Can Panthers' Byron 'Eeyore' Bell replace Jordan Gross?

jjones@charlotteobserver.comFebruary 27, 2014 

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Byron Bell, nicknamed "Eeyore," by retiring Carolina Panthers tackle Jordan Gross, gives Gross a stuffed animal Eeyore to remember him by. Gross retired this week after 11 seasons with the team, and Bell is among the options to replace him.

JOHN D. SIMMONS — jsimmons@charlotteobserver.com Buy Photo

Carolina Panthers right tackle Byron Bell brought a stuffed animal to Jordan Gross’ retirement press conference on Wednesday.

Bell, standing 6-foot-5 and weighing 340 pounds, stood to the side with a stuffed Eeyore, an old, gloomy donkey from the Winnie-the-Pooh series. It was a reference to the nickname Gross had given Bell when Bell was a rookie on the 2011 team.

“When I first got here I was always to myself,” Bell, 25, said. “And Eeyore was always ‘OK…’ in a low voice. And I always OK’d Jordan and ‘yes sir’ to (offensive line) coach (John) Matsko. And I always walk slow. That’s why he gave me the nickname Eeyore.”

The slow-moving, slow-talking Bell may have to speed things up now. With Gross’ retirement, the Panthers are looking for the right fit to protect Cam Newton’s blind side, and coach Ron Rivera said the answer could be Bell.

But Bell, who went undrafted out of New Mexico, struggled at times at right tackle in 2013. His worst performance came in Week 2, when Buffalo’s Mario Williams abused Bell and the rest of the Panthers’ offensive line for seven pressures and 4.5 sacks.

Gross said Bell got too much heat last season, and he believes Bell could replace him at tackle. Bell played left tackle for two seasons at New Mexico, including his junior year, when he had 82 knockdown blocks.

“I played left tackle in college. I’m naturally left-handed. I can kick left. I do everything left-handed,” Bell said. “If I play right tackle, that’s fine. If I play left tackle, that’s fine.

“At the end of the day, tackle is tackle, and you’ve got to block the best athletes. So I feel like if I got to change my style to play left I will, if I got to keep it at right I will. I just want to help the team win.”

With Gross missing just nine games in his career and playing 93.4 percent of offensive snaps for the Panthers since 2003, there have been few opportunities outside of practice or the preseason for Bell to test himself against NFL-level talent.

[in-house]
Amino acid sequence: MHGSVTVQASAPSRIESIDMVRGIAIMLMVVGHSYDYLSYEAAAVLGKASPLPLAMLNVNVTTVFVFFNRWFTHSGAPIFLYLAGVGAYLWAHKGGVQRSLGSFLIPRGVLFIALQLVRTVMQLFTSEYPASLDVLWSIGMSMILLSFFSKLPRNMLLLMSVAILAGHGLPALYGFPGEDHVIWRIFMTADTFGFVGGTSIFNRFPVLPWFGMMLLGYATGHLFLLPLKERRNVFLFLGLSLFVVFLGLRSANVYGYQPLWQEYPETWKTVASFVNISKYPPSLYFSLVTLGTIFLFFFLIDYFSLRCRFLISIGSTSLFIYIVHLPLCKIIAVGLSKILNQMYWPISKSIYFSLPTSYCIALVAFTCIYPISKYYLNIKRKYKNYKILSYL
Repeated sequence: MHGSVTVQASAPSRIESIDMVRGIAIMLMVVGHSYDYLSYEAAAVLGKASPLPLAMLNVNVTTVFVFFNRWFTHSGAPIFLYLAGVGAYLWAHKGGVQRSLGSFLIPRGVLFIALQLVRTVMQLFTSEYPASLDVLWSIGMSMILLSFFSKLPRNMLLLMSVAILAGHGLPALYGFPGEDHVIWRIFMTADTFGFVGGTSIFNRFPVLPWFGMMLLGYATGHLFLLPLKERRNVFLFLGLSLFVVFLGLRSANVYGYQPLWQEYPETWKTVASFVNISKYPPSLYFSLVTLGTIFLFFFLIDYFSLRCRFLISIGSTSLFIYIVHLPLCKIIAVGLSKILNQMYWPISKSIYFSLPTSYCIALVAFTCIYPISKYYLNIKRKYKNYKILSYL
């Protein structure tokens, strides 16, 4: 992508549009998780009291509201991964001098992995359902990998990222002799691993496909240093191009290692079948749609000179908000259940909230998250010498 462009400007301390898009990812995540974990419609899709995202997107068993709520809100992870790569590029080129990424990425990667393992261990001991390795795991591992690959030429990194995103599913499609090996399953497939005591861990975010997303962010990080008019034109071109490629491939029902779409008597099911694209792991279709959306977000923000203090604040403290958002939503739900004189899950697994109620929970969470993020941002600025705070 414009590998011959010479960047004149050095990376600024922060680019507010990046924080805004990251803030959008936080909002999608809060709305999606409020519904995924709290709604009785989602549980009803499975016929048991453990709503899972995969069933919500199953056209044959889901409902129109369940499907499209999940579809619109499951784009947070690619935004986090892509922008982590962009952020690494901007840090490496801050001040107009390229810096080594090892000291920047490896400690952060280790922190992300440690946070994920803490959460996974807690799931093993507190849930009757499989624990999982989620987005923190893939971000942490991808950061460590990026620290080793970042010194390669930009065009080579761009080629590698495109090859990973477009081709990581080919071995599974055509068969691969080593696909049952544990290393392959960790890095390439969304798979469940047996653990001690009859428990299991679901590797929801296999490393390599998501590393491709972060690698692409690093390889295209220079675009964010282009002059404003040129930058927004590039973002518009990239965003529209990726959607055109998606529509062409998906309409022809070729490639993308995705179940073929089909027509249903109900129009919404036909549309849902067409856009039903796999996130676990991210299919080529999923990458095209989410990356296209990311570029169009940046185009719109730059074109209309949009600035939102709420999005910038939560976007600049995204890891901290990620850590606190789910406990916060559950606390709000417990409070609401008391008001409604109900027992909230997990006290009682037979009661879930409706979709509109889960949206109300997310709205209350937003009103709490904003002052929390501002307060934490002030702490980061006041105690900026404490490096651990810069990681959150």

Rivera said whether the next left tackle is Bell, another lineman on the roster, a draft pick or a free agent, everyone will have to play better.

“It’s not just about that one person,” Rivera said. “The other 10 guys are going to have to pick up the way they play until we find a comfortable fit.”

The cap-challenged Panthers may not have the money for a top-tier tackle in free agency, and at No. 28 in the draft, the top three tackles likely will already be off the board by the time the Panthers select.

No matter what Carolina does, Bell welcomes the competition.

“Whether they draft two tackles, one tackle, I still got to come in and do my job, and that’s to block guys. I’ve done that my whole career,” Bell said. “If they didn’t believe in me I wouldn’t have been here for the three years I’ve been. They believe in me and they got faith in me and I believe I can help this team win.”

Bell will have to help the team win without Gross, who invited Bell to his Idaho hometown after Bell’s rookie season to talk about life. He’ll miss Gross’ presence in the meeting rooms and on the sideline, where the two would exchange information about the tendencies of the opposing defensive ends.

“He helped me become a better brother, one day a better father, one day a better husband,” Bell said. “The dude helped me sign up for swim lessons.

“I couldn’t swim before. I can swim now because of Jordan Gross.”

Jones: 704-358-5323; Twitter: @jjones9

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